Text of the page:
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Pedestrian Fatalities & Injuries in Hit-and-Run Crashes in California, Tennessee & the US: Recent Trends and Risk Factors

Project Description

Both pedestrian fatalities and overall hit-and-run (HAR) fatalities in the US are at a 40-year high, but no post-COVID trends in fatal HAR pedestrian crashes have been examined despite increased reports of reckless driving, increasing vehicle weight and height, and increases in distracted driving. Further, few studies have examined trends in non-fatal pedestrian HAR crashes. Using 2009-2022 national crash fatality data and data on crashes at all severity levels in California and Tennessee, we will examine time trends in all HAR crashes, all pedestrian victim crashes, and how these are related. We will also examine the risk of serious injury or death among HAR vs. non-HAR crashes to try to elucidate the relationship between HAR and outcome severity. Using regression techniques, we will then examine risk factors for single vehicle-pedestrian crashes, including comparing risk factors for HAR vs non-HAR crashes and predictors of whether drivers are eventually identified in HAR crashes. Factors to be examined include crash characteristics, victim characteristics, and driver/vehicle characteristics, where available. We also plan to examine the joint characteristics of driver-pedestrian pairs, such as by age, race or sex, to understand whether this pairing affects the likelihood of fleeing. Finally, we will examine the effect of several inflection points on HAR crash rates and outcomes for pedestrians, including the effects of the COVID pandemic and, potentially, the effects of specific state-level policy changes around licensing laws, given past research linking HAR to unlicensed drivers.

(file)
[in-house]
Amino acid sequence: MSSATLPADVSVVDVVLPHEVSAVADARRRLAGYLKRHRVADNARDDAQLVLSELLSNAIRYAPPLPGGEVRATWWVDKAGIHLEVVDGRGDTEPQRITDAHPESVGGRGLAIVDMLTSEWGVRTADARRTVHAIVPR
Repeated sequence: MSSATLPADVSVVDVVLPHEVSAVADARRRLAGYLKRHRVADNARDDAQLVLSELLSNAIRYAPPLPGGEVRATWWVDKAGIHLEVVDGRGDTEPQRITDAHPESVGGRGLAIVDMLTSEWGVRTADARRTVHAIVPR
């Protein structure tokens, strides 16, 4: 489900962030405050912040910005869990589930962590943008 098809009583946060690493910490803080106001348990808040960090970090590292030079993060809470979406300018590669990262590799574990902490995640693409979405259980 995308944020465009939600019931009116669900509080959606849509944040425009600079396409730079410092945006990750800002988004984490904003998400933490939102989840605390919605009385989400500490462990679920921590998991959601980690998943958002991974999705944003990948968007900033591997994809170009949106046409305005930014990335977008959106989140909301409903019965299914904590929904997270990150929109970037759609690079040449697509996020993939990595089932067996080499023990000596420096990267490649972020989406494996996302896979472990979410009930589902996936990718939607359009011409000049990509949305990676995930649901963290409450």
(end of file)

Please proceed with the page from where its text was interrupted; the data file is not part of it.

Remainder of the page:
Outputs

Conflict database: database of conflicts between street safety interventions and emergency response demands across the US in the years 2010-2024.


Research paper: one peer-reviewed research paper summarizing findings, identifying areas of common areas of conflict and tradeoffs as well as strategies for overcoming conflict.


Public report: one public-facing white paper summarizing key findings for a wider audience.

Outputs

Conflict database: database of conflicts between street safety interventions and emergency response demands across the US in the years 2010-2024.


Research paper: one peer-reviewed research paper summarizing findings, identifying areas of common areas of conflict and tradeoffs as well as strategies for overcoming conflict.


Public report: one public-facing white paper summarizing key findings for a wider audience.

Outcomes / Impacts

Trends and risk factors identified during analysis will likely have direct policy implications for elected officials and government agencies. If trends in HAR incidence show a continued increase (especially with a sharp increase related to COVID) and HAR can be clearly linked to higher levels of severity, adopting policies and programs to address risk factors increasing the likelihood of fleeing may become a national priority. Examples could include lowering posted speed limits, increasing lighting along certain roadway types, or removing barriers to licensing that are not based on safety violations. Findings related to factors influencing driver identification might also be useful to law enforcement officials in refining their investigative strategies.

Dates

06/01/2024 to 05/31/2025

Universities

University of California at Berkeley

Principal Investigator

Julia Griswold

University of California at Berkeley

juliagris@berkeley.edu

ORCID: 0000-0002-1125-3316

Research Project Funding

Federal: $121,280

Contract Number

69A3552348336

Project Number

24UCB01

Research Priority

Promoting Safety

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